Um, no thanks, I’m good. Why? Because you want the information that you are going to try to be vetted well.

Now if 10 independent (and also made up) people said, try licking the cord, then plugging it in…well maybe you might think about it. Maybe. But they would need a YouTube how to video to go along with it!!! Or maybe if one person said it, and the comment was held in high regard by a well-respected tech website, then maybe the method will carry more weight.

So you try all these things and finally something works. You might not even be sure which of the 10 things you changed or tried worked. You might go back to see, but you are just happy that it works.

People do this all the time. Identify the problem and make it better. Well that sounds familiar doesn’t it? Congratulations, you are a scientist, or at the very least you used the scientific method to figure something out. Oh let it be your new phone or computer that is acting up, you will go to the ends of the earth to find out how to fix it. You will become almost obsessed. You have become obsessed.

Here’s the point.

Information is thrown at you constantly, all day every day. Make sure you vet your source. If the article says “Scientist say…” and doesn’t say which scientist, beware. If an article doesn’t cite a source, Beware. If the article only cites themselves as proof, BEWARE!!!

There is a lot of misinformation out there. And much of what “scientist say” gets distorted to make the story better while also getting lost in translation. But please, I beg you, at least make sure you find out the actual person who made the quote or the finding. If the article doesn’t mention who said it, maybe that source isn’t as trustworthy as you thought.

If you are going to go though all that research for a phone, all that experimentation to troubleshoot a phone, using collective opinions of experts from vetted websites for a phone, then why not do that with matters of science research. I’m not asking you to look up the primary source (which can be found here most of the time btw), but I am asking you to know who said it, at least before you quote it as fact. How can you trust someone and you don’t even know who they are?





What exactly does a scientist do all day anyway???



So we have Bill Nye, Dr. Horrible, Crazy mad scientist cartoon person, BeakerEinstein, and the question of the day. Most of this is meant to be humorous, however, sometimes that top right panel does creep into the public sentiment. Now later I will get in to who we are, why we do what we do, how we do what we do, and where (which places/settings) we do it, but for now, lets focus on the what.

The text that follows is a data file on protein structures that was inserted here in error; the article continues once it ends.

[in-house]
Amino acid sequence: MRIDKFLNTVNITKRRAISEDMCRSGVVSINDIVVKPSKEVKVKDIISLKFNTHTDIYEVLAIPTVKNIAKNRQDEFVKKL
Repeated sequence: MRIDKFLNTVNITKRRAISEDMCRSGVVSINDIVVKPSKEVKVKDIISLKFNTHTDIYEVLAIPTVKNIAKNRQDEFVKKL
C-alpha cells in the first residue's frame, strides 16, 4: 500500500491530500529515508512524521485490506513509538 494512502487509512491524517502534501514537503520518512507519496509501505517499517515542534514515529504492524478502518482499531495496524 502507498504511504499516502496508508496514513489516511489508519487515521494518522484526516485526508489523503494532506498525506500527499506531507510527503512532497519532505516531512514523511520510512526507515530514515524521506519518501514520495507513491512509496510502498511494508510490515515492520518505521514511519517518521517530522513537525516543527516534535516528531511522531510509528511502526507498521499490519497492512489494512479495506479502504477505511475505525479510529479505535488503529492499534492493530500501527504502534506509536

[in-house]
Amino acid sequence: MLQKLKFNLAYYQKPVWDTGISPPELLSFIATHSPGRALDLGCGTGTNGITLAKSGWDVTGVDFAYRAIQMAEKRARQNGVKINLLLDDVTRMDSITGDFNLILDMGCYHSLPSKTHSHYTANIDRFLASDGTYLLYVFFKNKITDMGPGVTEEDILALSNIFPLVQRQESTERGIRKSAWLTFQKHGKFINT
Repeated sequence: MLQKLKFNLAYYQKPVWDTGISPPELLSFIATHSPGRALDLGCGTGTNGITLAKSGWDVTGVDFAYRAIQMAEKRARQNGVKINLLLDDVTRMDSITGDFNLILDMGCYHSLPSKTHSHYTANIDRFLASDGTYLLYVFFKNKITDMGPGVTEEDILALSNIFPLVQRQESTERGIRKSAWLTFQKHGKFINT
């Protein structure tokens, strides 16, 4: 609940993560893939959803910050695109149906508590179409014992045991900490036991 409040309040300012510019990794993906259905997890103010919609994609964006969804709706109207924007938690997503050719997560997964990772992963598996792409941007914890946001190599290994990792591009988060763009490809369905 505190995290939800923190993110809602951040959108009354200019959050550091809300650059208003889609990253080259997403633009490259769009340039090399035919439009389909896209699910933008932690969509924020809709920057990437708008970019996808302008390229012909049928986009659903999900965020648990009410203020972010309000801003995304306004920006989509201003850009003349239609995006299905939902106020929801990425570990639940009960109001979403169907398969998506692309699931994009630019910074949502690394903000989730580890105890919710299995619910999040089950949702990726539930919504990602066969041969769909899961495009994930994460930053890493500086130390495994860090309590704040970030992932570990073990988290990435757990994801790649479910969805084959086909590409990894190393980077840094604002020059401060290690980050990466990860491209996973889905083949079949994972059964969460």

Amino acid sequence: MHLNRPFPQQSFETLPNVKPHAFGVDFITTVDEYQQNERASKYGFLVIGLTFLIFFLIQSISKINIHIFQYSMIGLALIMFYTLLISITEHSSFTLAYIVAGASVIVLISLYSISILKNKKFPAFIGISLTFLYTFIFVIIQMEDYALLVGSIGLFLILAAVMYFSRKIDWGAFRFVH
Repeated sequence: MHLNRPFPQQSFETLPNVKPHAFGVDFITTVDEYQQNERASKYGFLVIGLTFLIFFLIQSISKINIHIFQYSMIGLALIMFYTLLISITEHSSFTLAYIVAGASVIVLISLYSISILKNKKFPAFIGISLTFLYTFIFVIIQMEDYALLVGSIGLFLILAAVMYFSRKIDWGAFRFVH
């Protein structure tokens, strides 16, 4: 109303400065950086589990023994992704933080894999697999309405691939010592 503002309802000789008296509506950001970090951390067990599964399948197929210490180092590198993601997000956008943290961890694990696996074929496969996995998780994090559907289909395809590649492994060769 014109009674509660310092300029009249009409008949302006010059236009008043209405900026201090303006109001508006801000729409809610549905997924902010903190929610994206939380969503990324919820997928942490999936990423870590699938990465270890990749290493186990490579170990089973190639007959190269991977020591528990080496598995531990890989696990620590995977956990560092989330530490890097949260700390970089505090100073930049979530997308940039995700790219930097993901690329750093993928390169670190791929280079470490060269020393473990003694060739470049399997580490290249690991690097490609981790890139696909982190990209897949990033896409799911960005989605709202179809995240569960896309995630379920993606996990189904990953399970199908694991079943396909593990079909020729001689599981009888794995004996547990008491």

I have made an oversimplification below, but there is a lot of truth to it. As scientists, we want to find out how something works, then we want to break it, or make it work better. That’s it. No really, that’s the essence of what we do. What does this gene do? What does this protein do? What does that pathway do? How can break this pathway if it occurs in something that causes harm (tumor, bacteria, virus)? How can me make it better if it is something we need for survival (a drug to lower cholesterol, a pain reliever, a surgical procedure to repair someone’s heart)? (Forgive my bio-medical bias)


Health Related Science 101


With me so far???

OK, now if you will, picture a funnel. This funnel represents our focus for science topic.  At the top of the funnel you have broad focus, the names of the ailments/diseases such as pneumonia, cancer, and cystic fibrosis. As we go deeper into the funnel we start to narrow our focus on a specific aspect of that ailment or disease. The further we get, the more specific our area (and the smaller number of people that understand/work in that area). For instance here is the path down of the “funnel” I work on…

Pneumonia –> Streptococcus pneumoniae (a bacteria that can cause pneumonia) –> bacterial survival (inside and outside the host) –> nutrients (because bacteria have to eat) –> metal (metals can be nutrients, check the back of your vitamins) –> metal regulation (must maintain the proper amount of metal inside) –> metal export (get the excess and bad metals out) –> copper.

How in the world did I get to copper?!?!?! Now I’m so deep into the narrow part of funnel that I’m almost stuck (I really need to lay off the cookies). With this example, don’t worry so much about the science topic itself, but know that each scientist has a funnel just like it. Actually, not just one. That is our process, it can get complex VERY quickly.

One of the major problems is as scientist, we start explaining what we do from the bottom of the funnel. I work on copper export in Streptococcus pneumoniae. oookkkkkkk…um…why???? Whats the point???? I work on Tyrosine-protein kinase zap-70. What in the world does that do? Because we start so low in the funnel to explain things we let down the public. We as scientist cannot in good faith expect you to meet us as where we are. Quite honestly, there are scientist in our own field that cannot meet us where we are in our respective funnels. Our focus sometimes gets so narrow that we  lose perspective on the big picture during our explanation to loved ones, friends, and random strangers. Please understand that our not stating the big picture does not make what we are doing unimportant nor does it mean we don’t know what the end goal is of what we are doing. We just need to come further up in the funnel to tell you whats going on and we need to practice that skill, because it is a skill that is lacking in our scientific community. So again I say, we want to figure out how something works, then break it or make it better. Now come on down the funnel with us, I guarantee you will learn something new. We do just about every day.



P.S. Einstein lost the rap battle on that TI-82 line

P.P.S Comments are welcome